I'm hoping you could shed some light on a personal issue I've been having for some time now. I've been involved with the fandom for nearly 12 years and the people and community have been a key part of my life through the most critical stages so far. This is how I came across your page actually, and I feel like If I can trust anyone's opinion it would be another fur's.
My problem is that I feel very disconnected from others, especially furs, and this problem has been getting worse over the course of about 3 years. More specifically I feel as though I can't seem to connect with anyone and my previous relationships (both platonic and otherwise) have grown stagnant and faded. I've fallen away from those I used to associate with and there honestly hasn't been much effort on my part to prevent it. There is a constant turmoil inside me of a want for romantic/social satisfaction/acceptance and my lack of motivation to achieve it. I feel exhausted just trying to maintain a basic level of conversation with those I genuinely care about. It's important to note that this is in every aspect of my life and not limited to those associated with the fandom. Recently this has become even more of a burden as most of my social connection has been through the fandom. The need to be a part of something is still there even if I don't have the energy to deal with it. I've tried to become more active by attending con's and connecting more through social media. The issue however seems to be me as I can't form any new friendships or bonds.
Now I know this is not really a critical issue, and through the course of time shouldn't continue but the mental aspect of being completely out of touch with everything and everyone has been taking a toll. I'm beginning to feel more and more out of place and what I can only guess is anxiety seems to be getting the better of me. So all that being said I guess I'm asking if you have any advice for me to fix myself. Are there any key behaviors that are commonly associated with driving people away that I may be engaging in without realizing it? I appreciate any and all advice you are willing to give.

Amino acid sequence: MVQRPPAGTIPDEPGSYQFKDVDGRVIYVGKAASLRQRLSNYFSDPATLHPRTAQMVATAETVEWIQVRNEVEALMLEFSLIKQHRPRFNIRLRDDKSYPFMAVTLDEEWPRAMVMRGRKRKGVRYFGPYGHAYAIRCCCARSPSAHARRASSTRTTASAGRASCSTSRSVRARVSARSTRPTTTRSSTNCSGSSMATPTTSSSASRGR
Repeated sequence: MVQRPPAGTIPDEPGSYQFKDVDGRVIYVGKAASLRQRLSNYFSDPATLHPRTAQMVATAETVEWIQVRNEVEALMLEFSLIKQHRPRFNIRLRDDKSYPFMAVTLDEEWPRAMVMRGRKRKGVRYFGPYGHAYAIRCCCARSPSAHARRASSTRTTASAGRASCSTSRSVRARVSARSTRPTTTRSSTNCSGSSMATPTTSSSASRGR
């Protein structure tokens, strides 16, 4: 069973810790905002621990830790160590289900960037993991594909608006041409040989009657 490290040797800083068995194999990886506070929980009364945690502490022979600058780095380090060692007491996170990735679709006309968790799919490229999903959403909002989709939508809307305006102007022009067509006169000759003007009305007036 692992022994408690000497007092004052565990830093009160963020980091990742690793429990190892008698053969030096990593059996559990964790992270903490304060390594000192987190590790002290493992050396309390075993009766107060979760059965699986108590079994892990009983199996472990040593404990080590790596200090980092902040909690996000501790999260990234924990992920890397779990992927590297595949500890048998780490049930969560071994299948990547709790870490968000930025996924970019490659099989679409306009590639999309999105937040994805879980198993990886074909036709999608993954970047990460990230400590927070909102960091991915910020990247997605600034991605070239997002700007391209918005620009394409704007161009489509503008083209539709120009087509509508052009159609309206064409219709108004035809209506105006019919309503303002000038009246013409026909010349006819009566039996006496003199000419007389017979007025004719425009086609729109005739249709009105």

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Thank you for your letter. I have some questions, if you don't mind, about your background first.
Thank you. I look forward to your reply.
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Dear Papa Bear,
Thank you for responding,
I appreciate you taking the time to address my letter. In regards to your first question, I believe I might have some form of moderate social anxiety. I've always been a very reserved and shy person. When I was younger, I would often get nervous around people I didn't know. A lot of progress was made through my teenage years though and up until I started having my current issues it wasn't much of a problem.
As far as personal turmoil, I did experience a non-life-threatening gunshot wound injury roughly around the time frame this started that left me with limited use of my left hand and arm for approximately 8 months. (This was the result of negligence and happened in a controlled environment.) I've since regained about 90% use. The biggest issue I can pull from that experience was it caused me to start having anxiety attacks. Over time, though, this has gotten significantly better and has become pretty rare.